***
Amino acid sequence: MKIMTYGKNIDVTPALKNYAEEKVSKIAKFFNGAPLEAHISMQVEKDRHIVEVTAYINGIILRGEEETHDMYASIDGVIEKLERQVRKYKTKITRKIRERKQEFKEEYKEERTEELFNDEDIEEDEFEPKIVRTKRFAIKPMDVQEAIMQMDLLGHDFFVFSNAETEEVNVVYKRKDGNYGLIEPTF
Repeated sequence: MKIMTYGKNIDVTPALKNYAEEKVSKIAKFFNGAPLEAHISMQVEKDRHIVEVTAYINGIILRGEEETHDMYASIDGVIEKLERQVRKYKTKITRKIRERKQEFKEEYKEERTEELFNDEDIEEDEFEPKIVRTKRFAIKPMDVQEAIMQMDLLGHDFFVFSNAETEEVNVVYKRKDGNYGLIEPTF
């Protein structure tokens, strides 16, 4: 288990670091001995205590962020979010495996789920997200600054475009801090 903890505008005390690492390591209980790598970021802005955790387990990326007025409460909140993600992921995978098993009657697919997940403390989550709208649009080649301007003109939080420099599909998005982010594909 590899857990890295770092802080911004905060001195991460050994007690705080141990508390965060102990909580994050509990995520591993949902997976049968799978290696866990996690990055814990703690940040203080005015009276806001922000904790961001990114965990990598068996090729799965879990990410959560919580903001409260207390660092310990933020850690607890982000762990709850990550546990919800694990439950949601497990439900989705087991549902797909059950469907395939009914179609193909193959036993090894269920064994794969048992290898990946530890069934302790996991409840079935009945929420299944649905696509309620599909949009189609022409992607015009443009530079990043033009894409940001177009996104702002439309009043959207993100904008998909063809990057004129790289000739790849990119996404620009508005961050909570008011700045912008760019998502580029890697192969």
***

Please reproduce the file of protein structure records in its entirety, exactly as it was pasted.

Amino acid sequence: MKIMTYGKNIDVTPALKNYAEEKVSKIAKFFNGAPLEAHISMQVEKDRHIVEVTAYINGIILRGEEETHDMYASIDGVIEKLERQVRKYKTKITRKIRERKQEFKEEYKEERTEELFNDEDIEEDEFEPKIVRTKRFAIKPMDVQEAIMQMDLLGHDFFVFSNAETEEVNVVYKRKDGNYGLIEPTF
Repeated sequence: MKIMTYGKNIDVTPALKNYAEEKVSKIAKFFNGAPLEAHISMQVEKDRHIVEVTAYINGIILRGEEETHDMYASIDGVIEKLERQVRKYKTKITRKIRERKQEFKEEYKEERTEELFNDEDIEEDEFEPKIVRTKRFAIKPMDVQEAIMQMDLLGHDFFVFSNAETEEVNVVYKRKDGNYGLIEPTF
């Protein structure tokens, strides 16, 4: 288990670091001995205590962020979010495996789920997200600054475009801090 903890505008005390690492390591209980790598970021802005955790387990990326007025409460909140993600992921995978098993009657697919997940403390989550709208649009080649301007003109939080420099599909998005982010594909 590899857990890295770092802080911004905060001195991460050994007690705080141990508390965060102990909580994050509990995520591993949902997976049968799978290696866990996690990055814990703690940040203080005015009276806001922000904790961001990114965990990598068996090729799965879990990410959560919580903001409260207390660092310990933020850690607890982000762990709850990550546990919800694990439950949601497990439900989705087991549902797909059950469907395939009914179609193909193959036993090894269920064994794969048992290898990946530890069934302790996991409840079935009945929420299944649905696509309620599909949009189609022409992607015009443009530079990043033009894409940001177009996104702002439309009043959207993100904008998909063809990057004129790289000739790849990119996404620009508005961050909570008011700045912008760019998502580029890697192969």